Exchanges Down Under Part 4: Being “American”[*]
This is a companion discussion topic for the original entry at https://spectrummagazine.org/article/2017/07/31/exchanges-down-under-part-4-being-american
Exchanges Down Under Part 4: Being “American”[*]
Instead of reactive, think about being proactive and ask them questions that really matter…like what is your definition/concept of gospel, grace , salvation.
Ask them what they think is the most important thing in life.
Ask them if their pastors do any surveys to see what % have ever read the whole bible through once.
What % even read the SS lesson…or even read the few verses on Galatians that are the focus of that week.
Where I attend, just my mentioning that 90% of churchgoers have never read the whole bible has gotten 2 families to read the bible all the way through.
This Sabbath I will ask many if they ever heard the pastor define the gospel from the pulpit. I have yet to hear it once in scores of sermons.
Who ME? Naa, I am a fanatic, self-righteous, legalistic, arrogant, neo-Pharisee, professing perfection and never eat rocky road ice cream or bacon. I only eat no salt Dinner Cuts…can’t you tell?? I post here so I can easily tell what other poster’s pet peeves are.
In SDA circles perception is often warped due to personal issues indicated in Rom 2:1 & 10:2 ,21.
Seen it for many years.
Do you ever relate to people simply on a non religious level, finding what their likes, pet peeves, favorite foods, work, hobbies, interests, families are like? People will warm up to those who take a human interest in them, rather than to those who barrage them with a religious questionnaire. Spiritual matters are intimate, shared more easily among those who are already friends. That’s where the writer of this article seemed to find herself, in the position of an American trying to navigate in another culture and making human connections. Or, does just making connections and friends not matter to you?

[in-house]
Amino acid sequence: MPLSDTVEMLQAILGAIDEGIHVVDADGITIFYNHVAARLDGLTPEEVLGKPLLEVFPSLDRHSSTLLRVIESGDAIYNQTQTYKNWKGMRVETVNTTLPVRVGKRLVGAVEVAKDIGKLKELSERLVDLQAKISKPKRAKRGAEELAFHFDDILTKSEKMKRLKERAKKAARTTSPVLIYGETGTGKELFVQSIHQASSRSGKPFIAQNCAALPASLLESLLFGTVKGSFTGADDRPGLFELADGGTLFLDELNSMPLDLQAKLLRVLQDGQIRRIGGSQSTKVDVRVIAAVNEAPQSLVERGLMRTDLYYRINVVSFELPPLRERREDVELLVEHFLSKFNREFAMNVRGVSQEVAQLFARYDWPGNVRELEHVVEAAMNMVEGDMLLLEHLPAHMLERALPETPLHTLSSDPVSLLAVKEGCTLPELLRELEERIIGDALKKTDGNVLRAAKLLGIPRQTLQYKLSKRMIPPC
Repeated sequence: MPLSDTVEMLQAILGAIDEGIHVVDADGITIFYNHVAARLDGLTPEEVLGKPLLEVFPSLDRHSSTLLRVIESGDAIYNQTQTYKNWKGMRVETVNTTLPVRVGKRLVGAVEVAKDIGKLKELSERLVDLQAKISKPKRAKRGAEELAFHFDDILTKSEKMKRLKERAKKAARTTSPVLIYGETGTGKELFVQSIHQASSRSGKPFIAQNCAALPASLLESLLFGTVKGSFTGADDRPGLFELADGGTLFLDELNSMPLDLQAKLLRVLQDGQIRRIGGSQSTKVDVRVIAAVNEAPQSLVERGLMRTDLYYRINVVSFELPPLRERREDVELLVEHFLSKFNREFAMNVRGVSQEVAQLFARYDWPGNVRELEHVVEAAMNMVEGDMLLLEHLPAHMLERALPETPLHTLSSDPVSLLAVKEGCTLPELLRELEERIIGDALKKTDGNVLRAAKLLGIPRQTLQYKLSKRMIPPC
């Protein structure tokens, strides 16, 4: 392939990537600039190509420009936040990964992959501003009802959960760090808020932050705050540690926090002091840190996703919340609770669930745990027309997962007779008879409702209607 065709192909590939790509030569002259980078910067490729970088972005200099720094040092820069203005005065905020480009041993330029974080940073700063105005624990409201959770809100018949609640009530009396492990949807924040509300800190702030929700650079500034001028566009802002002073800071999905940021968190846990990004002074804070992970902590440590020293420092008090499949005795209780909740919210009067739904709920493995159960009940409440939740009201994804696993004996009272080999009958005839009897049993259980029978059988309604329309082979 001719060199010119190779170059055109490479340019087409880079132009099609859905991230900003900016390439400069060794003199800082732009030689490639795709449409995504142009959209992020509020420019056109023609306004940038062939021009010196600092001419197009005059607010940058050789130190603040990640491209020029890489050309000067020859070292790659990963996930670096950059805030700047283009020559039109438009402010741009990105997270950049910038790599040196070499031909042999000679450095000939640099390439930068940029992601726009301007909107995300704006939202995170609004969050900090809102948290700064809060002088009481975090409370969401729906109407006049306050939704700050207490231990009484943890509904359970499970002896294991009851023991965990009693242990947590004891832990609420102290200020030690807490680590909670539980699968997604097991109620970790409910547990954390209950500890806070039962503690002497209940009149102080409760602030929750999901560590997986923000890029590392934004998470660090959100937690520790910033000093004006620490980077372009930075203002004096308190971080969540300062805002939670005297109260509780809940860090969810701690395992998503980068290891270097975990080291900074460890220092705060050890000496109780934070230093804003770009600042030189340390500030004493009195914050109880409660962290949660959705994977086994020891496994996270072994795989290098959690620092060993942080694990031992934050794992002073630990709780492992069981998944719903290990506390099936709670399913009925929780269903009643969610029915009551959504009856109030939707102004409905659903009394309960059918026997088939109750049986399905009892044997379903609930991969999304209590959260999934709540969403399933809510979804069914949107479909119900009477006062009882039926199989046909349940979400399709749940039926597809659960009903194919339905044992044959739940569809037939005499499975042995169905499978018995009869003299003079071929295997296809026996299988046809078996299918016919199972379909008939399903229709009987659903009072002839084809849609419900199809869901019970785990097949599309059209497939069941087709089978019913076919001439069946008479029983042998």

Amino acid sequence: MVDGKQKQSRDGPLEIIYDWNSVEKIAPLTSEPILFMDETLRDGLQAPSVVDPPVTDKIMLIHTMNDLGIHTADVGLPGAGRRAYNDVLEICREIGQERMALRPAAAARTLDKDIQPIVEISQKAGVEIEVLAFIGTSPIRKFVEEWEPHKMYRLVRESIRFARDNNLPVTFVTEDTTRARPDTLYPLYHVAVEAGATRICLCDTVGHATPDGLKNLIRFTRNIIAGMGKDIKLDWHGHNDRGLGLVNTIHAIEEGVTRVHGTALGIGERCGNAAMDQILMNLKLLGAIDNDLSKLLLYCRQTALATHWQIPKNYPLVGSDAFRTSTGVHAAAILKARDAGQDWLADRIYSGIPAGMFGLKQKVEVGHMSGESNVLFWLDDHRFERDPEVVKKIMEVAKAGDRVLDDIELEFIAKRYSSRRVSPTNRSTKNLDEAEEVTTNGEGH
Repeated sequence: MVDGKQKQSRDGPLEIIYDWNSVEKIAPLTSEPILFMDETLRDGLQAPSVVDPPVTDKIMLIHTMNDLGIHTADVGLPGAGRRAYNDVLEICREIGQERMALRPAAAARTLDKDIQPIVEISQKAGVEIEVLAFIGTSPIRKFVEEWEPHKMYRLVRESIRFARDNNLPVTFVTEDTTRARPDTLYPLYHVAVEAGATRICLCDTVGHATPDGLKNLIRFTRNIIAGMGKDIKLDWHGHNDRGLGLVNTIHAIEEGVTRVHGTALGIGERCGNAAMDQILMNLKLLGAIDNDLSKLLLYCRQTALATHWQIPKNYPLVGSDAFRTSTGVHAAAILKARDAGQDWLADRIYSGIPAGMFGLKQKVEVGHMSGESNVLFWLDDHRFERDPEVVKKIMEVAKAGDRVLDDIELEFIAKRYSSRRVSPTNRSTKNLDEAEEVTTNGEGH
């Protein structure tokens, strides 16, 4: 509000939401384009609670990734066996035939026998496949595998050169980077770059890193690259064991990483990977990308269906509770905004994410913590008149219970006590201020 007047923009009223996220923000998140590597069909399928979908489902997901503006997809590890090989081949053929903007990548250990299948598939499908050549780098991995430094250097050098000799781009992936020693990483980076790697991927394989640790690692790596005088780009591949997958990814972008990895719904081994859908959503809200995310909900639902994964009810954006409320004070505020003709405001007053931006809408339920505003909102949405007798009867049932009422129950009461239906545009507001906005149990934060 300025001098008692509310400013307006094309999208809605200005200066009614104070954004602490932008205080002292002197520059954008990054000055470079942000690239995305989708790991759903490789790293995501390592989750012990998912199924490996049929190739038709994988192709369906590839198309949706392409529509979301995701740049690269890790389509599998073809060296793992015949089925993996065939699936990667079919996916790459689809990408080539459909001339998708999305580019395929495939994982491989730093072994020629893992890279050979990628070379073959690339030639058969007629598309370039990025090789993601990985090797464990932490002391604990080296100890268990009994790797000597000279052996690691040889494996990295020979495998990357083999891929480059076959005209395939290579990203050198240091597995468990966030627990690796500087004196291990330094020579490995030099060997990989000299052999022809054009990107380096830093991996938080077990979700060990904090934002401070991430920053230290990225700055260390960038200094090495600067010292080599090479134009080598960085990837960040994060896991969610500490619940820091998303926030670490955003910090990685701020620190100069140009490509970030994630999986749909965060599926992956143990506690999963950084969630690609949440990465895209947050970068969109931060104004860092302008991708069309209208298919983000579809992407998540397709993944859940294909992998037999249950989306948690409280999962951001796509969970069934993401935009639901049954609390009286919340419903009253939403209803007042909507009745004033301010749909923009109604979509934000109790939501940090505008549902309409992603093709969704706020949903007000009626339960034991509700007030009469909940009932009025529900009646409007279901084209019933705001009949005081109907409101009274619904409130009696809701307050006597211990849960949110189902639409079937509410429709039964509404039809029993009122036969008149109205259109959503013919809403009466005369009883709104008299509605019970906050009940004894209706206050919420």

You may have your tongue planted firmly in your cheek, but it is often how you come across.
You’re simply seconding what I originally observed. You throw up isolated scripture quotes, and come across like someone who is religiously addicted rather than relationally oriented. Proving the lostness and wrongness of everyone who hasn’t read the bible through or who can’t define gospel or justification to your satisfaction is the majority of what I see you posting. How can people respond favorably to someone who is more interested in telling them how criminally wrong they are than anything else? And, if this is how you deal in person in a church setting, how can people ever relate to you personally? I hope it’s not the case.
Lisa, you have punctured the balloon of expectation regarding representational discourse. Can only a black or Asian or Hindu or woman, for example, speak for those minorities? And how do we navigate the vast terrain of nuances within categories?
Perhaps we speak up for the marginalized always and allow “them” to speak for themselves whenever plausible, recognizing that individuals carry and represent the most validity.
Anyway, I’m not giving advice here, just thinking aloud as allowed. Thanks again for sharing.
PS: Ain’t those Ozzies great?
In my own experience traveling, I find myself surprised not at how much better the American way is, but how inferior it is in so many ways and at so many levels. It matters not what part of the world we visit. Our geography, natural resources and immigrant population have created a unique culture that has its share of weaknesses and strengths, as all cultures do. We are young and brash and full of ourselves (“we are the greatest nation on earth”–really, in what ways?), and embarrassingly ignorant of the world beyond our borders. Further, we reach too far in our business expansion. I don’t want to see a McDonalds in Luxembourg or, perish the thought, in Lebanon. I was delighted to discover in my one and only visit to Japan (decades ago) that they had HD television long before we did and that they can hardly digest the high fat foods that we salivate over. In my one visit to Egypt I expressed effusive admiration for their storied history and accomplishments, only to be reminded that they “really” feel inferior to America. Say what?
It gets tiresome.
As you are on an “exchange,” Lisa, I wonder if your Australian counterpart addressing students at Southern is likewise writing up his/her reflections on the magic of faculty transportation?
Being an Aussie who became an Australian-American, I’d love to be able to read both!
Graeme–Daniel and I did a dialogue two-part series back at the beginning of our exchange. Here’s his part. If you can talk him into writing more about his experience I know we would all love to hear from the Aussie on this. But maybe he’s too polite to write about it more, lol. http://spectrummagazine.org/article/2017/04/10/two-adventist-professors-exchange-campuses-part-2
Yes, Chris, I’m surrounded by beautiful and tolerant people who are allowing me to have this experience while cheering me on and going ot of their way to broaden and deepen it. I’m loving all these new friends.
You’ve captured some more of this dilemma. It’s comparing apples and oranges when we think about how each place has things to admire and enjoy. And saying how much we are enjoying one spot doesn’t mean it is better or worse then another in everything. Our physical geography is indeed every serendipitous.